After median follow-up of 4.4 years, only five of those drugs were subsequently shown to extend OS. Overall, 86% of the drugs approved based on a surrogate had unknown impact on OS (n = 13) or had failed to extend OS in confirmatory trials (n = 18).
In some cases, confirmatory studies do not properly evaluate whether the previously used surrogate endpoints predict clinical benefit.
“It’s important to run the post-marketing confirmation trials to know exactly whether the initial system of basing benefit on surrogate endpoints was legit or not,” Kim told HemOnc Today. “There have also been some issues in post-marketing trials, because sometimes they use the same surrogate endpoint for the follow-up study. What’s the point?”
Prasad said the FDA has embraced surrogates across the board, calling the process “a product of their enthusiasm to approve drugs.”
“The entire ecosystem of cancer is in crisis,” he said. “The crisis is that everybody involved in the process is driven to get more drugs, to give them early and often. Everybody makes more money doing that. I don’t know if, on balance, accelerated approval is better for patients. I know it’s better for profits.”
Speed and thoroughness
Post-marketing trials may not only fail to confirm benefit but, in some cases, they are delayed or never conducted at all. This noncompliance with confirmatory studies is potentially misleading to clinicians and patients who equate approval with efficacy.
“In recent years, there has been some growing concern among the scientific and medical communities that some manufacturers are not following through — they’re not doing the studies,” Marjorie Zettler, PhD, MPH, director of clinical science at Regor Pharmaceuticals, told HemOnc Today. “So, the drugs with unconfirmed benefit are staying on the market.
“The second concern is that when studies are done and they fail, the manufacturers are not moving to voluntarily withdraw the drug from the market, or the FDA is not requiring it,” she added. “So, the drugs that we know don’t provide a clinical benefit to patients are remaining on the market.”
Zettler co-authored a 2018 study of 49 novel oncology drugs that were approved between 2011 and 2016. Results, published in JAMA Oncology, showed 23 (47%) of the agents had received accelerated approval, 17 (74%) of which had post-marketing requirements to complete, including 34 clinical trials.
Of the 34 clinical trials that were required, 15 (44%) were completed, 14 (41%) were ongoing at the time of the study, two (6%) were terminated — both evaluated idelalisib (Zydelig, Gilead) and were halted due to safety concerns — and three (9%) were pending. Of the 15 completed trials, three (20%) failed — these trials sought to confirm benefit for the checkpoint inhibitors atezolizumab (Tecentriq, Genentech/Roche), nivolumab (Opdivo, Bristol Myers Squibb) and pembrolizumab (Keytruda Merck). But, at the time of the study, those drugs remained on the market for their indications.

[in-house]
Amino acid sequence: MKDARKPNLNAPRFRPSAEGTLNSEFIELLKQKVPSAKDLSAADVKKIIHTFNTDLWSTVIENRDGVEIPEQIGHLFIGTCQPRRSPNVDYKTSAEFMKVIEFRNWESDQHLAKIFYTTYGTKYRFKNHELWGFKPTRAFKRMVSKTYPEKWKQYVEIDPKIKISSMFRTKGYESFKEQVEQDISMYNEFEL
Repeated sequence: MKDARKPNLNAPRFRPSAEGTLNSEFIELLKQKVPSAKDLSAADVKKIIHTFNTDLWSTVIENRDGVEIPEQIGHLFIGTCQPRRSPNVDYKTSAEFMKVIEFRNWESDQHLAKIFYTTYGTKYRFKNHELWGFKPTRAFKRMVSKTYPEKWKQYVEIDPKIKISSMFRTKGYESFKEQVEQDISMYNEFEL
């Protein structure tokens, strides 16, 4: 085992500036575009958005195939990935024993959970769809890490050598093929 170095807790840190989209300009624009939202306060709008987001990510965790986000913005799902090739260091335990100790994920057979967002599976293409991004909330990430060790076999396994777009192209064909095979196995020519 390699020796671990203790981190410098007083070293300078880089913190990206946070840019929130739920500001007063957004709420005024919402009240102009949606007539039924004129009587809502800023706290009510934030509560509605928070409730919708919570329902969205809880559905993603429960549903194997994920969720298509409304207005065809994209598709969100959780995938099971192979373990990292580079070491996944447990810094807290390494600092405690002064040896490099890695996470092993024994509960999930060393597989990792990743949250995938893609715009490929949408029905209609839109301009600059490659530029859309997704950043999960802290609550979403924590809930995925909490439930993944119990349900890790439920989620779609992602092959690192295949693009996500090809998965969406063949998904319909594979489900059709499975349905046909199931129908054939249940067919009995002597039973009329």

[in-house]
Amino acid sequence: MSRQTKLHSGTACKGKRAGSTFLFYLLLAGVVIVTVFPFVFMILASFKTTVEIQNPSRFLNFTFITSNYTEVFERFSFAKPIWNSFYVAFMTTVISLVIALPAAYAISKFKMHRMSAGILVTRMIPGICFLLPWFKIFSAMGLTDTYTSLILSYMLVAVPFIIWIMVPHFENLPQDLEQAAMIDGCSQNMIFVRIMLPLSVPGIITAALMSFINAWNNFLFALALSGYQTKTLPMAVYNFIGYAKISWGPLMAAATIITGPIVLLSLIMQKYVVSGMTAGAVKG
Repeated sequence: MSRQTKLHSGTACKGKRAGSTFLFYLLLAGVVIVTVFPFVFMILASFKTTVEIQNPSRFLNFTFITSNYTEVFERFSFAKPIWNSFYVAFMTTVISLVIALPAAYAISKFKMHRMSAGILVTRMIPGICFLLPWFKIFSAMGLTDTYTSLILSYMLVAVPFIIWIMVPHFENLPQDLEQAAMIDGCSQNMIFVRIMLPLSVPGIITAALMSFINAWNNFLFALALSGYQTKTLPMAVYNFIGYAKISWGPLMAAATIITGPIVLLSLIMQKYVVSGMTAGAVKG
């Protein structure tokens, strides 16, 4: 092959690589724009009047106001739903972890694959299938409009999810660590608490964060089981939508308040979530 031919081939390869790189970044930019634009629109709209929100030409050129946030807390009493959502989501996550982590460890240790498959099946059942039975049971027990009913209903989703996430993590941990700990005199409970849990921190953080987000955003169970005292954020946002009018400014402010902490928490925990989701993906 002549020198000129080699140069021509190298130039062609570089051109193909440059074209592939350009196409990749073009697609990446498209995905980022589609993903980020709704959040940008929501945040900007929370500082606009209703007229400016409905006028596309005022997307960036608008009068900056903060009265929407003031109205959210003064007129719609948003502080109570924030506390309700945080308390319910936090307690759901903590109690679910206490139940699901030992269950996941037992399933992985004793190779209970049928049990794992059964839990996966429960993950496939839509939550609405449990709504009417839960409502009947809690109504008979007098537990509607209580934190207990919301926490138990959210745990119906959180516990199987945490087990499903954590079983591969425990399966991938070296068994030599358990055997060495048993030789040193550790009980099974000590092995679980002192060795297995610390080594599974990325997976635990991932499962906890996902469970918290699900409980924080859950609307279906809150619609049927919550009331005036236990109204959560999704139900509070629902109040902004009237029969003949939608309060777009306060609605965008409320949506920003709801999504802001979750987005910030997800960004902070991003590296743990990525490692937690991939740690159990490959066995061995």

One drug, ponatinib (Iclusig, Millennium/Takeda) was temporarily removed from the market contingent on further studies and a risk evaluation and mitigation plan. However, the post-marketing clinical study eventually was completed.
The researchers concluded that the post-marketing requirement studies were critical in identifying the safety concerns of idelalisib and ponatinib and that all other pending and ongoing studies were adhering to their original schedule as posted in the FDA’s post-marketing requirements database.
“Most oncologists in practice are not looking at these drug approvals with a magnifying glass, and they’re not tracking every drug to ensure that these confirmatory trials get done and show a clinical benefit,” Zettler said. “They’re too busy providing care to their patients, and they’re trusting that FDA is taking care of this. That trust is understandable and reasonable. So, this evaluation the FDA is conducting is a positive for both the oncologists and their patients.”
Given the risk for erroneous approval of an ineffective cancer drug, the “acceleration” is not necessarily much faster, Prasad said.
In a study of the duration of registration trials of oncology drugs approved between 2006 and 2017, published in JAMA Internal Medicine, Prasad and colleagues reported that the median duration of studies that used PFS as a primary endpoint did not differ from those that used OS (31 months vs. 33 months), although median duration for trials that used response rate was significantly shorter (25 months; P = .001). Multivariate analysis showed study durations were shorter by a mean 11 months (95% CI, 5-17) with PFS as a primary endpoint and 19 months (95% CI, 13-25) with response rate as a primary endpoint compared with studies that assessed OS.
“In terms of speed, we found that over an 8-year period, the use of surrogates generally speeds drug approval by an average of 11 months,” Prasad said. “Some of us think it would be better to wait those 11 months if you’ve already waited 8 years.”